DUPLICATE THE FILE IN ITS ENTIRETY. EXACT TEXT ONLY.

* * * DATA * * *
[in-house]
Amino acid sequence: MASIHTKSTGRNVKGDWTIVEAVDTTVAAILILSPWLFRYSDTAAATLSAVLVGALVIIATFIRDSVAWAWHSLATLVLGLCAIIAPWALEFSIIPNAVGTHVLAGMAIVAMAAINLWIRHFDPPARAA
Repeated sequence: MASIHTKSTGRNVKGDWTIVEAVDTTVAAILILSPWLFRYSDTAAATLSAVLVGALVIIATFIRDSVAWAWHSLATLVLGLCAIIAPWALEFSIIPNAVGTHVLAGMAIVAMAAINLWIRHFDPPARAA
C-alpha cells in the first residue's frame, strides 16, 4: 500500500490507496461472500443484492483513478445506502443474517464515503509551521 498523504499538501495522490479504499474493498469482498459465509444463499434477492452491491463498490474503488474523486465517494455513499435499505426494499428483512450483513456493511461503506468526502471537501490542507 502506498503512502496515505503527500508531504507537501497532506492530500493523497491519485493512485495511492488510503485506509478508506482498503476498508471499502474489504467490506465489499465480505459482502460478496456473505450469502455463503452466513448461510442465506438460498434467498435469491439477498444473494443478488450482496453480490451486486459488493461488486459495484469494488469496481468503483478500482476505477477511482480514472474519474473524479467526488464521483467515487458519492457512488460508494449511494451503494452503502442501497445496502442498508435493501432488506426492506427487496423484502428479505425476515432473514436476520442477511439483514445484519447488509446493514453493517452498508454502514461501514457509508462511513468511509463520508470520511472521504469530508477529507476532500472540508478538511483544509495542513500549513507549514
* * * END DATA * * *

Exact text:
[in-house]
Amino acid sequence: MASIHTKSTGRNVKGDWTIVEAVDTTVAAILILSPWLFRYSDTAAATLSAVLVGALVIIATFIRDSVAWAWHSLATLVLGLCAIIAPWALEFSIIPNAVGTHVLAGMAIVAMAAINLWIRHFDPPARAA
Repeated sequence: MASIHTKSTGRNVKGDWTIVEAVDTTVAAILILSPWLFRYSDTAAATLSAVLVGALVIIATFIRDSVAWAWHSLATLVLGLCAIIAPWALEFSIIPNAVGTHVLAGMAIVAMAAINLWIRHFDPPARAA
C-alpha cells in the first residue's frame, strides 16, 4: 500500500490507496461472500443484492483513478445506502443474517464515503509551521 498523504499538501495522490479504499474493498469482498459465509444463499434477492452491491463498490474503488474523486465517494455513499435499505426494499428483512450483513456493511461503506468526502471537501490542507 502506498503512502496515505503527500508531504507537501497532506492530500493523497491519485493512485495511492488510503485506509478508506482498503476498508471499502474489504467490506465489499465480505459482502460478496456473505450469502455463503452466513448461510442465506438460498434467498435469491439477498444473494443478488450482496453480490451486486459488493461488486459495484469494488469496481468503483478500482476505477477511482480514472474519474473524479467526488464521483467515487458519492457512488460508494449511494451503494452503502442501497445496502442498508435493501432488506426492506427487496423484502428479505425476515432473514436476520442477511439483514445484519447488509446493514453493517452498508454502514461501514457509508462511513468511509463520508470520511472521504469530508477529507476532500472540508478538511483544509495542513500549513507549514